This morning I woke up, sad that I was supposed to be starting training for the Capital 10 Mile race but that I wouldn’t be able to. A few weeks back, when it had been snowing really hard and I wanted to dream about being able to run outside, I had written up a “training plan.” Basically, I figured out when I would need to start actually working on it if I started with a long run of 5 miles per week then went up one mile per week on that long run until I reached 10 miles, and that week was this week. I figured I could fill in the details at a later date, and assumed the snow would be melted by now. Oops.
I wound up going for a 3 mile run today, though – 18 degree temperature and ice-covered sidewalks and all. I had a discussion with Kris this morning in which I told him to “stop being a baby” and realized that I have been being a “baby.” Not because I was not running in the ice, snow, and cold before – I had no real reason to put myself in that position – but because I was going to let that excuse get in the way of a goal. I was willing to accept that I just wouldn’t be able to run the 10 mile race because of the weather right now, and I’m surprised I was going to abandon that goal so readily just because I don’t have access to a treadmill right now. I will admit that I would much prefer it if I could afford to join a gym and workout in a nice warm and dry space right now, but there is no reason I have to do that. It may have been less pleasant, but after I put on my ice spikes for my running shoes, I really had no excuse, and I was able to go out there and complete my run, even if it was slow and uncomfortable (11 minutes per mile!).
Last night, I noticed a link on my Facebook wall to an article that is a couple of months old. I had heard about this article before, but had not really read it. In the article, the author argues that it is feasible to eat “healthy” for under $6 a day, which is apparently an amazing feat because a) eating healthy is supposed to be “expensive” and b) the average person spends more ($7 ) per day on food, making his option “cheap.”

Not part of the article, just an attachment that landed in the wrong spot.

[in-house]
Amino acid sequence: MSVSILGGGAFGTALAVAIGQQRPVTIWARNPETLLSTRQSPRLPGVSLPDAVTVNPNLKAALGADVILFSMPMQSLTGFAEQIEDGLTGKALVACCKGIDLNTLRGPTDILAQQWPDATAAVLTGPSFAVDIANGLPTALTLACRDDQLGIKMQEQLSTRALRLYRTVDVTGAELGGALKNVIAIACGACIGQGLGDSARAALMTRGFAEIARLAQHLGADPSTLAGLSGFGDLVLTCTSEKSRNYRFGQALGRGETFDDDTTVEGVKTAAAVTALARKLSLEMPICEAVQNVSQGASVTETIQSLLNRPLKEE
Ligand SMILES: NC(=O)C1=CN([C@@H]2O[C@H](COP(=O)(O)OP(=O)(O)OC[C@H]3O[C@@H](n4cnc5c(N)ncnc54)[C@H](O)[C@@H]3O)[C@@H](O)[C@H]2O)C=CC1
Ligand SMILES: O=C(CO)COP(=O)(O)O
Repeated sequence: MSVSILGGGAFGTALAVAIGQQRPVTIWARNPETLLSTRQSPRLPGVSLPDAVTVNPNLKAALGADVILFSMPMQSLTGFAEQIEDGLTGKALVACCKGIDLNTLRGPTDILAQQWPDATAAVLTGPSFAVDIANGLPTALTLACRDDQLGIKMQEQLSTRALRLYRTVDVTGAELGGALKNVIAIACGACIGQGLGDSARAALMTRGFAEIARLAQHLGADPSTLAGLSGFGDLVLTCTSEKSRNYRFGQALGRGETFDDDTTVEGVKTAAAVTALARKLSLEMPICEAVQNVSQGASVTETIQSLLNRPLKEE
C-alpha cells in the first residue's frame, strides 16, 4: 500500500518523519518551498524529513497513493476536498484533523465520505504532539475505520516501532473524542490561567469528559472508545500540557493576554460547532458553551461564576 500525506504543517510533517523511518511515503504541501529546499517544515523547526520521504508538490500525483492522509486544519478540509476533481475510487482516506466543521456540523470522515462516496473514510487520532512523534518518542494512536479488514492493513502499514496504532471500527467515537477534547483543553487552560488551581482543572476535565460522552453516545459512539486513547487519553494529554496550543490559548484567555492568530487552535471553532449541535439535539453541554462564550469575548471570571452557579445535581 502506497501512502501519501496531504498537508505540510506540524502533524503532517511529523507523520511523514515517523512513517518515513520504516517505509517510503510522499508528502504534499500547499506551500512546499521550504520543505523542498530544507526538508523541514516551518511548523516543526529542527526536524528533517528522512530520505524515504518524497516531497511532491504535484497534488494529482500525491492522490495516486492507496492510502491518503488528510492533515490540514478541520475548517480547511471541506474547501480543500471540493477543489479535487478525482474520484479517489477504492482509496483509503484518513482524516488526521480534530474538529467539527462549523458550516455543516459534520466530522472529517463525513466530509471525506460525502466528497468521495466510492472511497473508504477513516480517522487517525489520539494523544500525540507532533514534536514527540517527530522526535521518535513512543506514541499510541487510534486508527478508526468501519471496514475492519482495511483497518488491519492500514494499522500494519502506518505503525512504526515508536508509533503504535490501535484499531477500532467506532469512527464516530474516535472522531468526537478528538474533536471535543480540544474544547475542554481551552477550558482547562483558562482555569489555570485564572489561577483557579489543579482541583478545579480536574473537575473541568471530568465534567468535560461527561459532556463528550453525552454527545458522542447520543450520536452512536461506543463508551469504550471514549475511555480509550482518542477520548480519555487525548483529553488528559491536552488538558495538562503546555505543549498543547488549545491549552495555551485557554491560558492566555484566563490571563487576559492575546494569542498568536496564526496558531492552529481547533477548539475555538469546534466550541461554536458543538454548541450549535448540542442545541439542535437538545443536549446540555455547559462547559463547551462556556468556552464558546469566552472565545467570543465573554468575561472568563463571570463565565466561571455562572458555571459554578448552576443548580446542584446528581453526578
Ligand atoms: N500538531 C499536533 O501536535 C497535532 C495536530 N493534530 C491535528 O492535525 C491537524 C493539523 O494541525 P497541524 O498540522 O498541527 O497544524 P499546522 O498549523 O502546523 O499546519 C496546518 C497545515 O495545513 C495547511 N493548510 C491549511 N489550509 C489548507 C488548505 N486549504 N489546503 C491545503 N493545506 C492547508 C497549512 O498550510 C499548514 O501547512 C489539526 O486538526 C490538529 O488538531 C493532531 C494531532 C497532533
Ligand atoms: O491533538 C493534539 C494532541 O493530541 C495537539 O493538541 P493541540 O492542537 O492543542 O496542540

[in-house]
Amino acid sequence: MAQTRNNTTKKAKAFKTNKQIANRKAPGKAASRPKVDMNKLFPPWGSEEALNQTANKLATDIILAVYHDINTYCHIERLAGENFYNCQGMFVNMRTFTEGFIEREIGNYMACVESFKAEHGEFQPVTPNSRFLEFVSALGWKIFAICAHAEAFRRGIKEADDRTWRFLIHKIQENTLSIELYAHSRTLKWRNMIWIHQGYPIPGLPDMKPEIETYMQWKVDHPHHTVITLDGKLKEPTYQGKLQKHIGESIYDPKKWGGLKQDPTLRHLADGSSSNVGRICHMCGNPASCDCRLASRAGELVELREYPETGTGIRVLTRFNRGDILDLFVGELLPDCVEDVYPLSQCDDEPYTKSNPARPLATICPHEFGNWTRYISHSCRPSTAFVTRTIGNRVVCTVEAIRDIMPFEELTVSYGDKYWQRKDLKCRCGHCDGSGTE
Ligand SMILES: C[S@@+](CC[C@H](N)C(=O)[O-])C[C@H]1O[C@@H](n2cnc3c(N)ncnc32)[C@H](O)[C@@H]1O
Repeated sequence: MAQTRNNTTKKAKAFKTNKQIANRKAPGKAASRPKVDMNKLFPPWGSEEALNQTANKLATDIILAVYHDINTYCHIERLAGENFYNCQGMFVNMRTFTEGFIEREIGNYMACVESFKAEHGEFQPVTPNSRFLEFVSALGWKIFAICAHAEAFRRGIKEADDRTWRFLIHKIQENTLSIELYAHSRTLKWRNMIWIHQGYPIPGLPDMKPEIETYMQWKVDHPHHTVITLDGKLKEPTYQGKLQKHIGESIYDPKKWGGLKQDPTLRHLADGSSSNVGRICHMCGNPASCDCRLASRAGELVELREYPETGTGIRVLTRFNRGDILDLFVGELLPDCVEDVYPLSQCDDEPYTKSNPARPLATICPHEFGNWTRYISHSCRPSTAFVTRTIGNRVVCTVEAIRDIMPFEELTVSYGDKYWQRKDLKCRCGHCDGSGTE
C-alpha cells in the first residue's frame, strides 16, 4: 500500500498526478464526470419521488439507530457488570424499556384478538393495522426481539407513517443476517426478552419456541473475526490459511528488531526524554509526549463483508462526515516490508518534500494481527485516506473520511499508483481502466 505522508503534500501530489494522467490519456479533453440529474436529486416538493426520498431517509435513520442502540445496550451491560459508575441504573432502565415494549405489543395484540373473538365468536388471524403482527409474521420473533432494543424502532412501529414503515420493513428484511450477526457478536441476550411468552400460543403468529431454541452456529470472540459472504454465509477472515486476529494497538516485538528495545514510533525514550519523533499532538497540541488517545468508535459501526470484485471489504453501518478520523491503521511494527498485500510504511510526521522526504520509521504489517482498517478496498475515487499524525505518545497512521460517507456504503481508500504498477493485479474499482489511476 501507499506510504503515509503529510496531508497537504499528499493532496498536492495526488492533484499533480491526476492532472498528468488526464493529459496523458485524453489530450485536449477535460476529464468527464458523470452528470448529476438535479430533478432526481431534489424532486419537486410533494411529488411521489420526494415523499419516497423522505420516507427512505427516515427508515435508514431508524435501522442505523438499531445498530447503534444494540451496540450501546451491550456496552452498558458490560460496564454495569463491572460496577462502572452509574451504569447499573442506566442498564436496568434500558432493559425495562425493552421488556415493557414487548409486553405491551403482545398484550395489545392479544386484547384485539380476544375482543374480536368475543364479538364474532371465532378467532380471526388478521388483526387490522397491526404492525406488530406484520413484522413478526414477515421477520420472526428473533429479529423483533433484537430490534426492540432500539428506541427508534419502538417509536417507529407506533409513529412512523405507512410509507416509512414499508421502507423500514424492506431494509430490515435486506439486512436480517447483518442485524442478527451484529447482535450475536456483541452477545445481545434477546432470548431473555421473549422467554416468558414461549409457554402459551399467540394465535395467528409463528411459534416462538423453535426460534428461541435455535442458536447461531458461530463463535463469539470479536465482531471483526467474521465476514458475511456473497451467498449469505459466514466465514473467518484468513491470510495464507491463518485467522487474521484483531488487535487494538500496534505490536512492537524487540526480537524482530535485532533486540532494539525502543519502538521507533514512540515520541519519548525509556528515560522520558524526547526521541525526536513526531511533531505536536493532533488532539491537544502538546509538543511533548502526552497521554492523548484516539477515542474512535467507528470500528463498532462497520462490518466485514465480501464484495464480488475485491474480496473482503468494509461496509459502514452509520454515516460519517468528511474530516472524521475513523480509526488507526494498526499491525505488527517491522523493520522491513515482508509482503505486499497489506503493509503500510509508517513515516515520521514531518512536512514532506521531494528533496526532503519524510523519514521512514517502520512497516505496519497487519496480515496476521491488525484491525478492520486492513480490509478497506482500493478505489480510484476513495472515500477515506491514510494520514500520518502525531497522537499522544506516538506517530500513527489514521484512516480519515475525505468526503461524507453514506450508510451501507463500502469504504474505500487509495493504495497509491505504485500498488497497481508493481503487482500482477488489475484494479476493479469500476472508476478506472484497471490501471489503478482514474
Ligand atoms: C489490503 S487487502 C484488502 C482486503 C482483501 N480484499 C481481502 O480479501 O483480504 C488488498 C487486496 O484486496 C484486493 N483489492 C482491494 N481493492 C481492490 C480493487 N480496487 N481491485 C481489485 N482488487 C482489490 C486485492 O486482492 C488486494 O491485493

When I first heard about the article, all I saw was a discussion on a forum somewhere about how someone had proved that it “only” cost $6 a day to eat healthy, which implied that everyone who thinks that is expensive is incorrect. I saw a lot of responses reminding the person who held that opinion that for a lot of people, $6/day person is actually quite expensive – after all, that is over $700 a month for a family of four – and did not investigate further. Last night, I actually went and read the article, though, and I now have a number of my own thoughts to add (sorry I am a bit late to the bandwagon).
- Disclaimer before I start: Kris and I spend close to the national average on food, including eating out, and I consider this doing quite well at saving money on food. I shop exclusively at one store because I like it more and not because it saves me money. I am obviously in a privileged position in regards to grocery shopping, and one should keep that in mind when considering my opinions. To be fair, that national average is only $1 per day higher than he prides himself on achieving, which I don’t think is significantly higher – at least not the point that you can declare it as evidence that healthy eating is cheap.
- That being said, I do not disagree with his original premise. I believe it is possible to eat healthy on a budget, and I believe he is correct that the misconception that healthy food is more expensive does come from misrepresentative statistics, like comparison of calories per dollar.